Seven things only ESL teachers understand
1) You speak in broken English more often than you would like to admit.
I often hear ESL teachers complain that their English has gotten significantly worse since they started teaching English. Let me just say: You’re not imagining it. We can’t seem to find simple words and phrases after a long day in the classroom. Every bit of our mental energy is being poured into communication while we are working with our students. Once we step out of that classroom, that mental energy stops.
ESL Teacher 1: “What’s the name of that place that you go to when you need to buy a hammer and nails?”
ESL Teacher 2: “Ugh, I can’t think of it. The words have completely slipped my mind.”
ESL Teacher 1: “You know, like Lowe’s or Home Depot. Where you can buy paint or a ladder? What kind of store is that?…and why can’t I think of the name?”
ESL Teacher 2: “I’m right there with you.”
2) You can act out any word in the dictionary.
I have never been much of an actor. Yes, I was part of the chorus in my high school’s productions of “Hello Dolly” and “Oklahoma”, but there’s a reason I was not center stage. Acting has never been my strong suit.
That being said, I could win an Oscar for my vocabulary charades ability. It’s become an art form. Any ESL teacher can testify that we will do anything to get out point across. Our students laugh as we flop our arms around and contort our faces to show just the right amount of emotion. No matter how ridiculous we look, we make sure they catch the meaning.
3) You often serve as an English-to-English translator.
I can’t tell you how many times I have passed an ESL student trying to communicate with a native English speaker, and noticing that the native English speaker cannot understand my student, I step in and repeat with my student said in English. Last week, one of my students was trying to communicate with a cafeteria employee. She was explaining that she wanted to scan her card twice so that her friend could come in. The cafeteria worker tried very hard to understand what the student was saying, but she just couldn’t understand. The ESL student even repeated herself three times. I understood all three times. I finally leaned over and explain to the worker what the student was saying.
It’s part of what makes our job challenging. We can understand the broken English of our students, so we sometimes overlook the errors they so desperately need us to correct.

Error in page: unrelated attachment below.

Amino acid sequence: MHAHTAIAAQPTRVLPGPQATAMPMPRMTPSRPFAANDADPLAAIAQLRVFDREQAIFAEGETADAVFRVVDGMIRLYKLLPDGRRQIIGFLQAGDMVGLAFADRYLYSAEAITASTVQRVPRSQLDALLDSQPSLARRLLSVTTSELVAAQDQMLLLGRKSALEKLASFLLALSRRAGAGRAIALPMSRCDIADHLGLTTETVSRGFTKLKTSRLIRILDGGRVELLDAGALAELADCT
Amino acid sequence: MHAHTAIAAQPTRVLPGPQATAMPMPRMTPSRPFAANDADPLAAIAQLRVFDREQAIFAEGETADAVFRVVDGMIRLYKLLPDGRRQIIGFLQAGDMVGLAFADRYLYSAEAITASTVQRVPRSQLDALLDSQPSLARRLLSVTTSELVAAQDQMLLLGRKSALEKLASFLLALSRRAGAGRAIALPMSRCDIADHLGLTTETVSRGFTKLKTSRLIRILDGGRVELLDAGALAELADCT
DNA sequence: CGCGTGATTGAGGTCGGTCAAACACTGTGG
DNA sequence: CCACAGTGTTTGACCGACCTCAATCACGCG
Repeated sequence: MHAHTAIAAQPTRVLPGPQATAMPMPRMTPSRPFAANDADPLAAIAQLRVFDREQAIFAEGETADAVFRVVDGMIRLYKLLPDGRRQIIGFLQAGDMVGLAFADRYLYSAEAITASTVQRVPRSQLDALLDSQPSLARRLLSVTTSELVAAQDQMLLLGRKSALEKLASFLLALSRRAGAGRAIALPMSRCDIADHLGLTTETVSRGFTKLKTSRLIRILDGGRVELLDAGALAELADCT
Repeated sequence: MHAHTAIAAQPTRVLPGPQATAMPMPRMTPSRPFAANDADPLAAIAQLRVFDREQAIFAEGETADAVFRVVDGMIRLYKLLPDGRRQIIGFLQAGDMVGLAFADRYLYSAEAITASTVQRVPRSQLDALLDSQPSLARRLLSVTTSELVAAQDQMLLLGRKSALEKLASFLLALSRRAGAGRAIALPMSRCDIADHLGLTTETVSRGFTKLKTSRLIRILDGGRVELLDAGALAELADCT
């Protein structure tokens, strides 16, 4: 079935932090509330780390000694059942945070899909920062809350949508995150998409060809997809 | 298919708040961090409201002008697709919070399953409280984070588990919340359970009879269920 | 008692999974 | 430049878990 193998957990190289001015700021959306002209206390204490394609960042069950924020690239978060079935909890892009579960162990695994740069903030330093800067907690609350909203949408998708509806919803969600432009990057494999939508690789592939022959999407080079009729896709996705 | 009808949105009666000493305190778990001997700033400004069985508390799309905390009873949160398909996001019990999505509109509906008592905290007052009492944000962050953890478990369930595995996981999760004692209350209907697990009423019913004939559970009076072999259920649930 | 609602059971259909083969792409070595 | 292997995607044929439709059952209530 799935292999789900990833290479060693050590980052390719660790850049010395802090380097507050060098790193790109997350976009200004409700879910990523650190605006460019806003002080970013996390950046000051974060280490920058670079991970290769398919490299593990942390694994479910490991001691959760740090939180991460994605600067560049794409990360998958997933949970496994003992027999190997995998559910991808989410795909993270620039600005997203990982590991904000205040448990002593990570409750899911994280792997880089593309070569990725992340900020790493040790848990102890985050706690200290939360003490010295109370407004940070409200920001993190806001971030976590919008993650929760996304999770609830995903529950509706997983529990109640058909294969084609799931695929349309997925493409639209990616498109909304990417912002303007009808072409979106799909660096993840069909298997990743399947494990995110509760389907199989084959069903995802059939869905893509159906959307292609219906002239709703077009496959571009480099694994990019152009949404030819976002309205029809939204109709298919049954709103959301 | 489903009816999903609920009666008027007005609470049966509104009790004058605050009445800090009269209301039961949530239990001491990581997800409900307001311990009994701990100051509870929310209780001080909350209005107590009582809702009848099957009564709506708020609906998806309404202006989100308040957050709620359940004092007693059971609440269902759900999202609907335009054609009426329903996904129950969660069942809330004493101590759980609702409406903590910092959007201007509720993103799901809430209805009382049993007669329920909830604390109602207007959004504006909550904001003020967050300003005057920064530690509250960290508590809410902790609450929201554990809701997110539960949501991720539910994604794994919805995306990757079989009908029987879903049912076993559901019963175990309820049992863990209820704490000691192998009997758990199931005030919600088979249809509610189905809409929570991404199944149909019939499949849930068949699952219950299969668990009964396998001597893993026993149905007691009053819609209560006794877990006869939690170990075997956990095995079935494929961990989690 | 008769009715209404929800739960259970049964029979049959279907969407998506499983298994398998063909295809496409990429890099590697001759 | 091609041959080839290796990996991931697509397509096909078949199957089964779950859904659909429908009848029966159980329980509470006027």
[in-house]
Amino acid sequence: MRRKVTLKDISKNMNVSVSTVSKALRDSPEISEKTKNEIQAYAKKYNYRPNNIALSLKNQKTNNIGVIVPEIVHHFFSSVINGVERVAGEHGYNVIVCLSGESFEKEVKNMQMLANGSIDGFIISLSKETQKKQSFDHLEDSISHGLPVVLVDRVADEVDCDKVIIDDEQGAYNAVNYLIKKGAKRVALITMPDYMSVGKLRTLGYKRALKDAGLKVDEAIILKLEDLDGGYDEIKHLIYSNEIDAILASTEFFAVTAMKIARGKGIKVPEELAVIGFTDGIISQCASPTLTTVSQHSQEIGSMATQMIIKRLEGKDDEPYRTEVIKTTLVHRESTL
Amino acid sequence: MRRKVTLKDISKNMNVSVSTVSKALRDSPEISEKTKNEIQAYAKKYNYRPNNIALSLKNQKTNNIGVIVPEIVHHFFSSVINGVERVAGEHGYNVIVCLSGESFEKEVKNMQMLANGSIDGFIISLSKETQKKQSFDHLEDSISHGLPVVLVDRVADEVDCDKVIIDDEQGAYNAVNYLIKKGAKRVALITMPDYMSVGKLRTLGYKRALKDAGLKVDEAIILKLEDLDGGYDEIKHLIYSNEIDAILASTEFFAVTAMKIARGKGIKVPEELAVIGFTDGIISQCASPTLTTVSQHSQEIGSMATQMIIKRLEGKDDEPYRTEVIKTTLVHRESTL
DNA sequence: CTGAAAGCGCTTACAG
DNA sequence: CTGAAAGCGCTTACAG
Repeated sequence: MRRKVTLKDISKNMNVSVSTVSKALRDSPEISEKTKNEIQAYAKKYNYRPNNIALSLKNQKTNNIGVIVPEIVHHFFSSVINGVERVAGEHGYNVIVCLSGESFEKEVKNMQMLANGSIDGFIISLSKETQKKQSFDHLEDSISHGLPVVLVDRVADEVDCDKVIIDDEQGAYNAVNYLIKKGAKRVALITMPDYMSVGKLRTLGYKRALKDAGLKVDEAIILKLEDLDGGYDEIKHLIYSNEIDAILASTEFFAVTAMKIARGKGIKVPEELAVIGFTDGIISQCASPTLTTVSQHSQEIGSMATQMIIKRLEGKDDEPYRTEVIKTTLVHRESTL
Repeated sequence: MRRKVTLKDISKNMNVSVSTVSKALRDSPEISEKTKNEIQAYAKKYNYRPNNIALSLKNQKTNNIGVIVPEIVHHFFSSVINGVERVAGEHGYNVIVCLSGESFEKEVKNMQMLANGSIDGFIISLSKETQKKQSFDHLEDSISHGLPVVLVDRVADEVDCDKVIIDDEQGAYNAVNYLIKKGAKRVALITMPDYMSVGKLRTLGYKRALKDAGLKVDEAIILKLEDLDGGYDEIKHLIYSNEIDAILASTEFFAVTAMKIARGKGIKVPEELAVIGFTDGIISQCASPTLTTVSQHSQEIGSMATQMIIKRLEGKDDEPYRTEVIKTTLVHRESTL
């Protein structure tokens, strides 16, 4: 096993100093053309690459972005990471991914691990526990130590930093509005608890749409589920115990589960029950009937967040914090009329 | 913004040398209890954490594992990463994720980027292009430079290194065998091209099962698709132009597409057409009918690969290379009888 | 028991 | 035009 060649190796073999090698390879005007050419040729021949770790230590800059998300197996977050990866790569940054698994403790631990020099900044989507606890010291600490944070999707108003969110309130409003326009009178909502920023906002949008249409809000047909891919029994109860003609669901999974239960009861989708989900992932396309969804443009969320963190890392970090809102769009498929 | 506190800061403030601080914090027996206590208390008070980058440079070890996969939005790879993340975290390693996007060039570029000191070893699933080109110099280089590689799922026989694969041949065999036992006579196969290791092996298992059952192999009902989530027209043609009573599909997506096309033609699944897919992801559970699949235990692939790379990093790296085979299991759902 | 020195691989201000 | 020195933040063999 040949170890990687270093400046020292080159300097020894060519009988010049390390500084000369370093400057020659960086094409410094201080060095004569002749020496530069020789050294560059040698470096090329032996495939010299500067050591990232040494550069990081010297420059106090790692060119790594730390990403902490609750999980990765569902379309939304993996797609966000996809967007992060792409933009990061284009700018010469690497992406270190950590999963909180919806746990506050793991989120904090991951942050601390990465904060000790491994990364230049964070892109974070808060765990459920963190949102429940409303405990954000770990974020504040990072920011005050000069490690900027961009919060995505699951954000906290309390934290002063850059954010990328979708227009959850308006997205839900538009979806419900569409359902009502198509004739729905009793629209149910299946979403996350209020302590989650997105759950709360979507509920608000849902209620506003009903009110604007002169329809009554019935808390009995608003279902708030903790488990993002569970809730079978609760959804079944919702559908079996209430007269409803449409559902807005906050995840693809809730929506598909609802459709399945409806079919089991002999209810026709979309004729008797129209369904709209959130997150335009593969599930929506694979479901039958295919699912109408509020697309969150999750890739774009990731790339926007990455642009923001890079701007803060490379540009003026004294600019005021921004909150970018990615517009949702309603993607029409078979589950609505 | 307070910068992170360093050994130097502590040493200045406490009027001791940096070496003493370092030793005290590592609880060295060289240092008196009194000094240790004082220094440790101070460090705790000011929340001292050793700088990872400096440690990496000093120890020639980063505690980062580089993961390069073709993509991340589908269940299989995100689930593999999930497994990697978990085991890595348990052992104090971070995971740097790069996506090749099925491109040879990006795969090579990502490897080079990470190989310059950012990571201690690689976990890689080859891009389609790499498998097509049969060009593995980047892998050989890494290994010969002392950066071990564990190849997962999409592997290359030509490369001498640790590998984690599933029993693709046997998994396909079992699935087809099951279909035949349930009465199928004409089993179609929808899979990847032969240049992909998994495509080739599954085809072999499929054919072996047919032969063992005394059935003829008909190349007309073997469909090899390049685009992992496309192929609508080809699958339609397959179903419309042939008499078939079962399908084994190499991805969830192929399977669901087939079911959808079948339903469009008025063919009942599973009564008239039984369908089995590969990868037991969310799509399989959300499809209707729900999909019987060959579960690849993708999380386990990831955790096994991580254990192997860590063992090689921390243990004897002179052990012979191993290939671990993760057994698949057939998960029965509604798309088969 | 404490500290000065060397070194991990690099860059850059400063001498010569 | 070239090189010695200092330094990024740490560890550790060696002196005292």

4) Your blood starts to boil when someone talks derogatorily about immigrants.
ESL teachers have a front row seat to the lives of immigrants. We have heard the stories of the challenging backgrounds of our students. We have spoken through translators to their parents. In some cases, we have even cried with them.
That’s why we tend to take issue when an insulting comment is made about immigrants. We believe in the potential of our students, no matter where they come from. We are advocates for them on a daily basis, and that doesn’t stop just because politicians pander otherwise.
5) You will never forget that one student who got you into teaching ESL.
Practically every ESL teacher I know got into this profession because they formed a special bond with one particular ESL student. Meeting that person changed your life forever, because you never could quite look at the world or yourself the same again.
The very first student I taught was a Korean woman named Helen. We met in the basement of her dorm, as we slowly moved through her textbooks. Helen had low English proficiency, and watching the light bulb come on for her day after day was thrilling. Tutoring her sparked a fire in me for ESL that only burns brighter with each passing year.
6) You can’t help but tell your friends the hilarious things your students (accidentally) say.
The most annoying part about hearing a hilarious mistake in class is that no other fluent English speakers were there with you to get the “joke”. My most hilarious teaching moment happened when I first started teaching. I was having students read aloud. One student who comes from a language background that mixes up “f” and “p” sounds read a sentence that included the word “puck”. That’s certainly not how she pronounced it, though. It was such a shocking moment for me that my mouth fell open, but when I looked around the room, not one other person had noticed that an f-bomb had just been dropped.
A few semesters ago, my fellow teacher friends and I had a white board in the staff room where we wrote down the most humorous errors our students made. My favorite was from a student essay: “Like a baby don’t need high heels, we don’t need to get so many education.” (I would beg to differ!)
7) You have a free place to stay in about 27 countries around the globe.
The absolute best part about being an ESL teacher is meeting unique individuals from diverse backgrounds. For the most part, I have found ESL students to be some of the most grateful and motivated students you can find. I’ve heard “You are welcome to my country” about 100 times, and most of them actually mean it!
I have yet to take a student up on their offer to visit them or their relatives in another country, but if I did take all my students up on their offers, I could have free housing in every corner of the globe.
What would you add to the list?